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Journal Article

Project Robot: A Software Simulation for Systems Engineering Education  pp410-423

Ross D. Arnold, Jon P. Wade

© Oct 2017 Volume 15 Issue 5, Editor: Rikke Ørngreen and Karin Levinsen, pp367 - 466

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Abstract

The U.S. defense industry spends billions of dollars each year developing defense systems to keep the nation and allies secure. However, the failure rate of system development is notoriously high. Even when development efforts do succeed, they often do so with cost overruns and compromises in system performance. As a result, large amounts of money are wasted in defense acquisition, leaving the nation both poorer and less secure than it could be. Though this problem is certainly multi‑faceted, one way to approach the problem is to provide better systems engineering education to engineers. Systems engineering skills, generally considered to be key to the successful development of large scale systems, often require many years to acquire. However, recent research investigates the theory that these years can be reduced through the use of simulation software. This paper describes Project Robot, a defense systems engineering simulator designed to facilitate the acquisition of systems engineering skills at an increased rate. Project Robot was the co‑winner of the 2010 Experience Accelerator international systems engineering simulator competition held at Stevens Institute of Technology, NJ. The development of this simulator is a first step towards the design and development of experience accelerating simulations and software games that push the boundaries of engineering education to the next level using modern computer software techniques. The paper introduces the concepts of systems engineering and systems thinking, then discusses the Project Robot game concept, design, theory, and implementation, including detailed screen captures. The paper concludes with a discussion of the future of Project Robot and related research efforts to improve systems engineering education through simulation.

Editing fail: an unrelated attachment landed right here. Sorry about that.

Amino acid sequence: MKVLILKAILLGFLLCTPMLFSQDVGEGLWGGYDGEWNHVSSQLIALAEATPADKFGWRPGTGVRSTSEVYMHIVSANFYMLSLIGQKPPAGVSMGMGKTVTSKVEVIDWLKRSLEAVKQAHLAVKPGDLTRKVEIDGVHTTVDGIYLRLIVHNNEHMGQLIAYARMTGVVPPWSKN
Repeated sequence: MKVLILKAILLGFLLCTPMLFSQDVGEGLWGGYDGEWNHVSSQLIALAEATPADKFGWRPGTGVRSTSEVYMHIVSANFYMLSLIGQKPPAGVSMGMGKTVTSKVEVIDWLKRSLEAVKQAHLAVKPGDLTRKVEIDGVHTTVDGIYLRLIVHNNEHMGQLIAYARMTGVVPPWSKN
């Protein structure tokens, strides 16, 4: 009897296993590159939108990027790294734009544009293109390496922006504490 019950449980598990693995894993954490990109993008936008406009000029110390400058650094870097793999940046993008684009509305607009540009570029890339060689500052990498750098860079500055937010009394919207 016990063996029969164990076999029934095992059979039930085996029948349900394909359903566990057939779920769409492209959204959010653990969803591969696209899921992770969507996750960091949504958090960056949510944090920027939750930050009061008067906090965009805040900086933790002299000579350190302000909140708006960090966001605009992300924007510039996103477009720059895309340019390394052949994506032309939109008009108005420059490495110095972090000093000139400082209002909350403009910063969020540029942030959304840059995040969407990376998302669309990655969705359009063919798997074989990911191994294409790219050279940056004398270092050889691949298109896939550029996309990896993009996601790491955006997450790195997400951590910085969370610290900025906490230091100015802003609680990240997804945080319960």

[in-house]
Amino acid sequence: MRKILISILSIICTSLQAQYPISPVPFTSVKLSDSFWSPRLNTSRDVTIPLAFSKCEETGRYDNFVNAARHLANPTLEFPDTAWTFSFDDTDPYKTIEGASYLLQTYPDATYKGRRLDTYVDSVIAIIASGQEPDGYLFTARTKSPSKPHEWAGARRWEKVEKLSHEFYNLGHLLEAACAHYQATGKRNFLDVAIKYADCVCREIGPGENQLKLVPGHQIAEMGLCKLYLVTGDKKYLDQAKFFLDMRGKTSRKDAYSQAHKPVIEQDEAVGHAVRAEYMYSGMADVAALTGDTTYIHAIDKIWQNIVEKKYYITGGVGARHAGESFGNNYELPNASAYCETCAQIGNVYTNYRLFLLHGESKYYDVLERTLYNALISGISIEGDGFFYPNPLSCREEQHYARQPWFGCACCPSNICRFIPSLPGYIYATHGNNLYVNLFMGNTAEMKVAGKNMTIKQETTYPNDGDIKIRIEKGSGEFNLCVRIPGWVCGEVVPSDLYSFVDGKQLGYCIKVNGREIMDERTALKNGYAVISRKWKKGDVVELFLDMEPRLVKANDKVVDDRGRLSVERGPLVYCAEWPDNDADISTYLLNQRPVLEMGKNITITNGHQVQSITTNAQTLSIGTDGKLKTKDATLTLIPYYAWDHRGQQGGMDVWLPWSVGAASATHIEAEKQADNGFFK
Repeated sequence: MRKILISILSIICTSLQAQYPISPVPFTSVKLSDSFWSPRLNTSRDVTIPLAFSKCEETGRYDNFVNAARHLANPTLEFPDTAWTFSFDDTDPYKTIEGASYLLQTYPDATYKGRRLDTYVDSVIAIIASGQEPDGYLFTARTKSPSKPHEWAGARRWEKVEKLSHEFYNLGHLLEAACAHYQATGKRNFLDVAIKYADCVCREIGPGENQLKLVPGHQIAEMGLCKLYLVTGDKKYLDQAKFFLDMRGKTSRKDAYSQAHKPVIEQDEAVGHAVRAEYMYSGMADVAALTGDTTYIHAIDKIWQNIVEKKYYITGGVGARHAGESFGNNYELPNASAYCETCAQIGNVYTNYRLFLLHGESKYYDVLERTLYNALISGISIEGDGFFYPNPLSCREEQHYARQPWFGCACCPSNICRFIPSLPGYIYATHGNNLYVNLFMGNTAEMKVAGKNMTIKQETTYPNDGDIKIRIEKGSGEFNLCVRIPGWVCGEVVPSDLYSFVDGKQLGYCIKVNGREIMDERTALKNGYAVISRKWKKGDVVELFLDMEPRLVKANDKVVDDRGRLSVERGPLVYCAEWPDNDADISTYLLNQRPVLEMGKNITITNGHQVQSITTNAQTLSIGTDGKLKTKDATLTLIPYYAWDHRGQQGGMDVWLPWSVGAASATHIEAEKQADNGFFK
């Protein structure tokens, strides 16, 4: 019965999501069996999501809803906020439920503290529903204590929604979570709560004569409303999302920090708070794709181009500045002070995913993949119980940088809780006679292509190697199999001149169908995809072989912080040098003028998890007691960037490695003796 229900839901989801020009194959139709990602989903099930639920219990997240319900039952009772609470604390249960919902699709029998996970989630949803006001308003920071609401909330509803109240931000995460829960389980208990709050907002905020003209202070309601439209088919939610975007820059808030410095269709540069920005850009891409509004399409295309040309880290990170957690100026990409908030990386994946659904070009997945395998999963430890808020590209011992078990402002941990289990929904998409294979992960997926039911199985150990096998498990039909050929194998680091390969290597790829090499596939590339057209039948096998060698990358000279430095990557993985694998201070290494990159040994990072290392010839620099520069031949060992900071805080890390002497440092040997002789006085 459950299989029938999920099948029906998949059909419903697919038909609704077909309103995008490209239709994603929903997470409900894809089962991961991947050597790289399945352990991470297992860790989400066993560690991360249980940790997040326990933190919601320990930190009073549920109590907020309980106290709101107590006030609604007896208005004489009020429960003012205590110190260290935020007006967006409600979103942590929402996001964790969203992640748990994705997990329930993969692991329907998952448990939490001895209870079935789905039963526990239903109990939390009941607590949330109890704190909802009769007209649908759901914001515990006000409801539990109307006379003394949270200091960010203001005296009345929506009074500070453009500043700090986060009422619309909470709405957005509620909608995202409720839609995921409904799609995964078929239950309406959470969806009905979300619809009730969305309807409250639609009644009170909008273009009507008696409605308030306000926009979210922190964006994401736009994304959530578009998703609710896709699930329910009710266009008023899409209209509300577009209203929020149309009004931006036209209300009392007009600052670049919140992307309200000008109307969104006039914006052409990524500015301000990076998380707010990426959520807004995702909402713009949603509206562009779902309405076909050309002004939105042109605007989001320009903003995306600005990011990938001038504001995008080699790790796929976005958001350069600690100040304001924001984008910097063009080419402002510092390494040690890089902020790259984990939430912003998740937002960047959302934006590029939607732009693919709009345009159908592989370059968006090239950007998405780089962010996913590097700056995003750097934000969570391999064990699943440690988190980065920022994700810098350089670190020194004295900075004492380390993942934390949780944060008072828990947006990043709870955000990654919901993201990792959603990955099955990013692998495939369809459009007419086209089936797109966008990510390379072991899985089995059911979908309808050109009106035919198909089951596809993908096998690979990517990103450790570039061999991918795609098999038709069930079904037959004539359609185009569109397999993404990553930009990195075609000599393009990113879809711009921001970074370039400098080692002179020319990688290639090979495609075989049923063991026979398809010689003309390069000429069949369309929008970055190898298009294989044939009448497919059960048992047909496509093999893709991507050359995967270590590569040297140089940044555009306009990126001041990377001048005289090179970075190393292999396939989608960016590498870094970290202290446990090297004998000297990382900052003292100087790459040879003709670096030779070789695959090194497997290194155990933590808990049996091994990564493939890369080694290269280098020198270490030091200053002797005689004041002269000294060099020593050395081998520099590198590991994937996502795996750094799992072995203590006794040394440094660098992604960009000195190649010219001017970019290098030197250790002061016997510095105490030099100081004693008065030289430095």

Keywords: systems engineering, systems thinking, systems approach, system dynamics, systems engineering education, systems thinking assessment, educational games, experience accelerator, experiential learning, game-based learning, system analysis and design, systems engineering and theory, simulation

 

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Journal Issue

Volume 15 Issue 5 / Oct 2017  pp367‑466

Editor: Rikke Ørngreen, Karin Levinsen

View Contents Download PDF (free)

Editorial

 

Keywords: Open Teaching; Open Educational Practices; Open Educational Resources; MOOC; Information and Communication Technologies; Open Education; E-learning, E-Resources, e-learning, open and distance education, pre-service teachers, e-Learning practice, continuum, use, e-Teaching, e-Learning, traditional, innovation, systems engineering, systems thinking, systems approach, system dynamics, systems engineering education, systems thinking assessment, educational games, experience accelerator, experiential learning, game-based learning, system analysis and design, systems engineering and theory, simulation, Feasibility, e-learning, Iranian university, strategies, gamification, games and learning, drivers, barriers, teachers, Higher Education, connectivity, subject advisor, integration, curriculum delivery, 21st Century, South Africa, multimedia storytelling; traditional storytelling; foreign language learning; Chinese idiom learning; non-native novices

 

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